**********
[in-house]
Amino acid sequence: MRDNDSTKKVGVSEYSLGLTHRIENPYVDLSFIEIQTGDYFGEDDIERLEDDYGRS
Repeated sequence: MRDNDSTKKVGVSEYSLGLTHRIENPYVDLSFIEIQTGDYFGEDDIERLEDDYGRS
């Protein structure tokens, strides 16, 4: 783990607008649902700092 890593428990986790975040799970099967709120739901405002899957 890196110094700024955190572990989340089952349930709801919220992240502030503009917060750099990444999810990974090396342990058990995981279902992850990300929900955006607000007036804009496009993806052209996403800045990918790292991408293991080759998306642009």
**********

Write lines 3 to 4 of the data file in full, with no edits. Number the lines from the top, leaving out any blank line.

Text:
Repeated sequence: MRDNDSTKKVGVSEYSLGLTHRIENPYVDLSFIEIQTGDYFGEDDIERLEDDYGRS
């Protein structure tokens, strides 16, 4: 783990607008649902700092 890593428990986790975040799970099967709120739901405002899957 890196110094700024955190572990989340089952349930709801919220992240502030503009917060750099990444999810990974090396342990058990995981279902992850990300929900955006607000007036804009496009993806052209996403800045990918790292991408293991080759998306642009």